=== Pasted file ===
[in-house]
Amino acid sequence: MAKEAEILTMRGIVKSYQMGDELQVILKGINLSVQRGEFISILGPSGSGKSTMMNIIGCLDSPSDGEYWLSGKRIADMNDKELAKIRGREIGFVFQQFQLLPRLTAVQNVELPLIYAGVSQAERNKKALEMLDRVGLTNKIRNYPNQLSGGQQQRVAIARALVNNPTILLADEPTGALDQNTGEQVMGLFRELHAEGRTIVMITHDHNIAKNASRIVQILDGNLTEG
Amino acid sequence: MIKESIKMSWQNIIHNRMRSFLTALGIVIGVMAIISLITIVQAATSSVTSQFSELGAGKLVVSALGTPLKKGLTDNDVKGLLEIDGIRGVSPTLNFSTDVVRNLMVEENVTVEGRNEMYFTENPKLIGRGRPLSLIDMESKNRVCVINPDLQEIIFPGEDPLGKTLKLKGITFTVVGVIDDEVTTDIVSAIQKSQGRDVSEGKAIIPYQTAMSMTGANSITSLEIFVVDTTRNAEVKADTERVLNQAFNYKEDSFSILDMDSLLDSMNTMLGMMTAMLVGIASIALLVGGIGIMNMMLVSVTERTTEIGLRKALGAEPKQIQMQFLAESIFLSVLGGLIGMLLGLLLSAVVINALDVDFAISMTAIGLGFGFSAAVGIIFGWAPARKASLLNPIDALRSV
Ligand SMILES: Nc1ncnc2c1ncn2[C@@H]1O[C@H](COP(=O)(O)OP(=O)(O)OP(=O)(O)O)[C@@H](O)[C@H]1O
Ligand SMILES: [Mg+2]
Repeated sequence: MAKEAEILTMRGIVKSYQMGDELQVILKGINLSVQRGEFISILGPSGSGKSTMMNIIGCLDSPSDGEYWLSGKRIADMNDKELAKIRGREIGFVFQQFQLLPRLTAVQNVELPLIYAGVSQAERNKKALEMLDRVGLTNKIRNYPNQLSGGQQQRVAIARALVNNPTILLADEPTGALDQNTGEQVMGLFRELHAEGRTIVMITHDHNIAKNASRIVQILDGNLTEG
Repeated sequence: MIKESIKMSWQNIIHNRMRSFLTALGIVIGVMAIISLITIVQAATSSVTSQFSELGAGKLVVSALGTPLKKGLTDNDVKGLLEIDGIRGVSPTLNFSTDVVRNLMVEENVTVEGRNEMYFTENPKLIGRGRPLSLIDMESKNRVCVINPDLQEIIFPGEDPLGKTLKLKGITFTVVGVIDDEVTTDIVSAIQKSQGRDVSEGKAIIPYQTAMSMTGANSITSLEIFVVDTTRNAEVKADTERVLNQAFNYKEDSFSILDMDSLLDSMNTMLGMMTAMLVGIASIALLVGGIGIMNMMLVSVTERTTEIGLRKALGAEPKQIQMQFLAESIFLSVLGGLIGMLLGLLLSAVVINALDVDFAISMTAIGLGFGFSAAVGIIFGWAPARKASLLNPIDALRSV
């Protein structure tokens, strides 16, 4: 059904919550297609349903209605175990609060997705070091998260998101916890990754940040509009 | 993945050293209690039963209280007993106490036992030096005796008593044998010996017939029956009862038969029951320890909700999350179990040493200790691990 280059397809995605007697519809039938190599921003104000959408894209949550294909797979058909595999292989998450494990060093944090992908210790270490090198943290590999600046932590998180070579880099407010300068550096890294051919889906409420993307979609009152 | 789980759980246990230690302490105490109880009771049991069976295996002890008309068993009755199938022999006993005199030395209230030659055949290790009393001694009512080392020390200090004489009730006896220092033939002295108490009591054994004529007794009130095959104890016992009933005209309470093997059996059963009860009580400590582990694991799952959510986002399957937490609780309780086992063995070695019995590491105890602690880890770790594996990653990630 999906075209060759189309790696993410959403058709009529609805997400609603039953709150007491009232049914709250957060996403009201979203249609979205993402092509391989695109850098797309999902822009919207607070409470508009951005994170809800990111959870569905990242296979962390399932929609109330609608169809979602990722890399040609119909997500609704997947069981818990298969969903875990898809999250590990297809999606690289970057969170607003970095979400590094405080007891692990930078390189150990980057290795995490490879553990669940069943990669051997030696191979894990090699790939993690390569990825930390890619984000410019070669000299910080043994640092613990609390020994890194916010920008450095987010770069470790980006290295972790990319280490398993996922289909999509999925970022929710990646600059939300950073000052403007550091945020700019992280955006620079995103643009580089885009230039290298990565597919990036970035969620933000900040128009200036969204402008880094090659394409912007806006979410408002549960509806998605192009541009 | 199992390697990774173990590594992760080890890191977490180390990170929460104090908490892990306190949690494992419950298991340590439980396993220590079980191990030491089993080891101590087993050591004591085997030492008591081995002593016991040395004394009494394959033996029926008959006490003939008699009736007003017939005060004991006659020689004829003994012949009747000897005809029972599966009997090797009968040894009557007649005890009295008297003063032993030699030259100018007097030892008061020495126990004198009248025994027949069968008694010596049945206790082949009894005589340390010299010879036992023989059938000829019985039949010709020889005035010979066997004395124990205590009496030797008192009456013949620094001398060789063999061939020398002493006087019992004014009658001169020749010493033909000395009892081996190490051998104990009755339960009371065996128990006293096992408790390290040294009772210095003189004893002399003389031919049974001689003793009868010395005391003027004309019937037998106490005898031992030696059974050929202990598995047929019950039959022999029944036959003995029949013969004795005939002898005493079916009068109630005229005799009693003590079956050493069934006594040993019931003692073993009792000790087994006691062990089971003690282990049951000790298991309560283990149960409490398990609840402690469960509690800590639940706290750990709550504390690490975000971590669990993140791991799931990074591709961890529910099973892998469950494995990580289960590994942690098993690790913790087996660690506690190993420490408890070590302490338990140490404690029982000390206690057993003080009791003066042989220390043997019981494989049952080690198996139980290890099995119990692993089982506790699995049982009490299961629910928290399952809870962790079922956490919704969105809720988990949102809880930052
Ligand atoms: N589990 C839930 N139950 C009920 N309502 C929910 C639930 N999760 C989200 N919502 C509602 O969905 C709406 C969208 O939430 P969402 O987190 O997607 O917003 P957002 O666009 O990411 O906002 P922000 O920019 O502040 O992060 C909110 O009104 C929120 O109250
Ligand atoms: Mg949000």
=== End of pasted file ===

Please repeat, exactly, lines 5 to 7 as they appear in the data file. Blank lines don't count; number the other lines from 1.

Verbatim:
Ligand SMILES: [Mg+2]
Repeated sequence: MAKEAEILTMRGIVKSYQMGDELQVILKGINLSVQRGEFISILGPSGSGKSTMMNIIGCLDSPSDGEYWLSGKRIADMNDKELAKIRGREIGFVFQQFQLLPRLTAVQNVELPLIYAGVSQAERNKKALEMLDRVGLTNKIRNYPNQLSGGQQQRVAIARALVNNPTILLADEPTGALDQNTGEQVMGLFRELHAEGRTIVMITHDHNIAKNASRIVQILDGNLTEG
Repeated sequence: MIKESIKMSWQNIIHNRMRSFLTALGIVIGVMAIISLITIVQAATSSVTSQFSELGAGKLVVSALGTPLKKGLTDNDVKGLLEIDGIRGVSPTLNFSTDVVRNLMVEENVTVEGRNEMYFTENPKLIGRGRPLSLIDMESKNRVCVINPDLQEIIFPGEDPLGKTLKLKGITFTVVGVIDDEVTTDIVSAIQKSQGRDVSEGKAIIPYQTAMSMTGANSITSLEIFVVDTTRNAEVKADTERVLNQAFNYKEDSFSILDMDSLLDSMNTMLGMMTAMLVGIASIALLVGGIGIMNMMLVSVTERTTEIGLRKALGAEPKQIQMQFLAESIFLSVLGGLIGMLLGLLLSAVVINALDVDFAISMTAIGLGFGFSAAVGIIFGWAPARKASLLNPIDALRSV